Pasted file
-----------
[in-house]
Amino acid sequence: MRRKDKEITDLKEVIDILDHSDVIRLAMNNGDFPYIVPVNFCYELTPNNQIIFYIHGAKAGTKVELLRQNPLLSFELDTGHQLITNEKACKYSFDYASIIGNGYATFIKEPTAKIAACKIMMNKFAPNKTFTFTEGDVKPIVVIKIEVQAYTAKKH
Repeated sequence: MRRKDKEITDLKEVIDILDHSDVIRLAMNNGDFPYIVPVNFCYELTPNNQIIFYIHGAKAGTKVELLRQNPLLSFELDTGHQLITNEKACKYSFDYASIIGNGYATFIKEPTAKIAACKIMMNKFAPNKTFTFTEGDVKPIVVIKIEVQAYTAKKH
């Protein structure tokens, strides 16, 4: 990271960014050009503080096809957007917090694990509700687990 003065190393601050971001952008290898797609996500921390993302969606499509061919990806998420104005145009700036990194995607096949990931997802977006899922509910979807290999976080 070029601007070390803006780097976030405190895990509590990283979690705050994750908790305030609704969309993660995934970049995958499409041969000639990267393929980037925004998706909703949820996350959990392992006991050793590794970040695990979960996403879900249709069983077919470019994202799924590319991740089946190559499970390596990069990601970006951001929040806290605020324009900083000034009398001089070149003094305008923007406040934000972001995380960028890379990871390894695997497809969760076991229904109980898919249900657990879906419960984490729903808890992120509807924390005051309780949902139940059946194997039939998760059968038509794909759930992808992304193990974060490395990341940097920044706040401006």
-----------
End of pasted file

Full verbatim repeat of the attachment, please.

[in-house]
Amino acid sequence: MRRKDKEITDLKEVIDILDHSDVIRLAMNNGDFPYIVPVNFCYELTPNNQIIFYIHGAKAGTKVELLRQNPLLSFELDTGHQLITNEKACKYSFDYASIIGNGYATFIKEPTAKIAACKIMMNKFAPNKTFTFTEGDVKPIVVIKIEVQAYTAKKH
Repeated sequence: MRRKDKEITDLKEVIDILDHSDVIRLAMNNGDFPYIVPVNFCYELTPNNQIIFYIHGAKAGTKVELLRQNPLLSFELDTGHQLITNEKACKYSFDYASIIGNGYATFIKEPTAKIAACKIMMNKFAPNKTFTFTEGDVKPIVVIKIEVQAYTAKKH
């Protein structure tokens, strides 16, 4: 990271960014050009503080096809957007917090694990509700687990 003065190393601050971001952008290898797609996500921390993302969606499509061919990806998420104005145009700036990194995607096949990931997802977006899922509910979807290999976080 070029601007070390803006780097976030405190895990509590990283979690705050994750908790305030609704969309993660995934970049995958499409041969000639990267393929980037925004998706909703949820996350959990392992006991050793590794970040695990979960996403879900249709069983077919470019994202799924590319991740089946190559499970390596990069990601970006951001929040806290605020324009900083000034009398001089070149003094305008923007406040934000972001995380960028890379990871390894695997497809969760076991229904109980898919249900657990879906419960984490729903808890992120509807924390005051309780949902139940059946194997039939998760059968038509794909759930992808992304193990974060490395990341940097920044706040401006």